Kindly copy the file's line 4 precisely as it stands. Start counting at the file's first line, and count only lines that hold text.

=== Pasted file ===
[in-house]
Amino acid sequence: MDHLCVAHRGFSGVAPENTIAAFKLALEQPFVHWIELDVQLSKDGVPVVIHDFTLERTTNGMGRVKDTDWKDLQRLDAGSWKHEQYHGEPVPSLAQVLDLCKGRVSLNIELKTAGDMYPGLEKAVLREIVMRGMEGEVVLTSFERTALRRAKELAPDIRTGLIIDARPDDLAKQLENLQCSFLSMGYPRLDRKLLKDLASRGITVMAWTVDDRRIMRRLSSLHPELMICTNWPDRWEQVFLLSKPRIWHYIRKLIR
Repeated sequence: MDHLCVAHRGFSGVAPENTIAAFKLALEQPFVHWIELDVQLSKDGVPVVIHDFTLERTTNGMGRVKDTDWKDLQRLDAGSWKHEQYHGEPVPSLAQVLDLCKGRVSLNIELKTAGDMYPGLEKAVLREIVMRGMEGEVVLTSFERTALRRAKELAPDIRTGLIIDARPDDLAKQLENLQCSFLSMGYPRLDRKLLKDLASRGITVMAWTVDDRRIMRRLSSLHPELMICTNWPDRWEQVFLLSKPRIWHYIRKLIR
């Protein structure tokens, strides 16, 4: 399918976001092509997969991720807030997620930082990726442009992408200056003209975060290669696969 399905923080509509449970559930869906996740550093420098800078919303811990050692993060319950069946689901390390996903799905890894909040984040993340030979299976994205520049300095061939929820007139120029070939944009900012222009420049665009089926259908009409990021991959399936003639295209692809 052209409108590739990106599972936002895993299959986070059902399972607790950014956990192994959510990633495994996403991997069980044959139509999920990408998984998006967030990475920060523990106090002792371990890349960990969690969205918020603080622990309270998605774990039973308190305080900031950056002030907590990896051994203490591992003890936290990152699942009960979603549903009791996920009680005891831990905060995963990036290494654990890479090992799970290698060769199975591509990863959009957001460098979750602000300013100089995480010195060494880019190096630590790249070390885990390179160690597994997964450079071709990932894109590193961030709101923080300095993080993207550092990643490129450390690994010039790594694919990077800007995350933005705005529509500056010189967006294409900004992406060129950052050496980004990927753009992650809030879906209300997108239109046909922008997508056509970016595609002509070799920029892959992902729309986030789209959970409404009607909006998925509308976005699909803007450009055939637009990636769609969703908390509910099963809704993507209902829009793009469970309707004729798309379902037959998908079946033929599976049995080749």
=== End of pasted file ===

């Protein structure tokens, strides 16, 4: 399918976001092509997969991720807030997620930082990726442009992408200056003209975060290669696969 399905923080509509449970559930869906996740550093420098800078919303811990050692993060319950069946689901390390996903799905890894909040984040993340030979299976994205520049300095061939929820007139120029070939944009900012222009420049665009089926259908009409990021991959399936003639295209692809 052209409108590739990106599972936002895993299959986070059902399972607790950014956990192994959510990633495994996403991997069980044959139509999920990408998984998006967030990475920060523990106090002792371990890349960990969690969205918020603080622990309270998605774990039973308190305080900031950056002030907590990896051994203490591992003890936290990152699942009960979603549903009791996920009680005891831990905060995963990036290494654990890479090992799970290698060769199975591509990863959009957001460098979750602000300013100089995480010195060494880019190096630590790249070390885990390179160690597994997964450079071709990932894109590193961030709101923080300095993080993207550092990643490129450390690994010039790594694919990077800007995350933005705005529509500056010189967006294409900004992406060129950052050496980004990927753009992650809030879906209300997108239109046909922008997508056509970016595609002509070799920029892959992902729309986030789209959970409404009607909006998925509308976005699909803007450009055939637009990636769609969703908390509910099963809704993507209902829009793009469970309707004729798309379902037959998908079946033929599976049995080749």